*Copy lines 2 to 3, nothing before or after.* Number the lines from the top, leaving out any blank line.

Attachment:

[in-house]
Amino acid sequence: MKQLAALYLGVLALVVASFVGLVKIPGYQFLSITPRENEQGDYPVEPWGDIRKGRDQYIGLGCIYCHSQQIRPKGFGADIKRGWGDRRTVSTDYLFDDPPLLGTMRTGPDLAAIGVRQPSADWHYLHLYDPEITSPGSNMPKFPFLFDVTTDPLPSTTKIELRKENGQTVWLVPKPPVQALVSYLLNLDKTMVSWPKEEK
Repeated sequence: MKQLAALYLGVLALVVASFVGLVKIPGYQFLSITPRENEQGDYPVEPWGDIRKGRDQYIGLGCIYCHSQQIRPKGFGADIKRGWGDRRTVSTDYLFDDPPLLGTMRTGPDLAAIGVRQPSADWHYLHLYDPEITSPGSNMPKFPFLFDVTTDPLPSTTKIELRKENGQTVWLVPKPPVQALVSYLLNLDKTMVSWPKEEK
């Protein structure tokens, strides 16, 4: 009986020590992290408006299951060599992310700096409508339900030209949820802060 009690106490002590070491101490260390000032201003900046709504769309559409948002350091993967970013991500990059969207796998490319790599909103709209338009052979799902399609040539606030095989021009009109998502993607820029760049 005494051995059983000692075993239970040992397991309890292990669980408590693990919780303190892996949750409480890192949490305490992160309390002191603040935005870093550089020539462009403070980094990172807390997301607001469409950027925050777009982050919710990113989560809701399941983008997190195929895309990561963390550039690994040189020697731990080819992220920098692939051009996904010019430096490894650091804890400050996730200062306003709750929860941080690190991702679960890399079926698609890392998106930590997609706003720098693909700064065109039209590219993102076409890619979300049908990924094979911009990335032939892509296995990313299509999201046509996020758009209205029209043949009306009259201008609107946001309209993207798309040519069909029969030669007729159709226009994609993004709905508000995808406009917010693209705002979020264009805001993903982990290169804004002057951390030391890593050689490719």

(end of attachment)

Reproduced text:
Amino acid sequence: MKQLAALYLGVLALVVASFVGLVKIPGYQFLSITPRENEQGDYPVEPWGDIRKGRDQYIGLGCIYCHSQQIRPKGFGADIKRGWGDRRTVSTDYLFDDPPLLGTMRTGPDLAAIGVRQPSADWHYLHLYDPEITSPGSNMPKFPFLFDVTTDPLPSTTKIELRKENGQTVWLVPKPPVQALVSYLLNLDKTMVSWPKEEK
Repeated sequence: MKQLAALYLGVLALVVASFVGLVKIPGYQFLSITPRENEQGDYPVEPWGDIRKGRDQYIGLGCIYCHSQQIRPKGFGADIKRGWGDRRTVSTDYLFDDPPLLGTMRTGPDLAAIGVRQPSADWHYLHLYDPEITSPGSNMPKFPFLFDVTTDPLPSTTKIELRKENGQTVWLVPKPPVQALVSYLLNLDKTMVSWPKEEK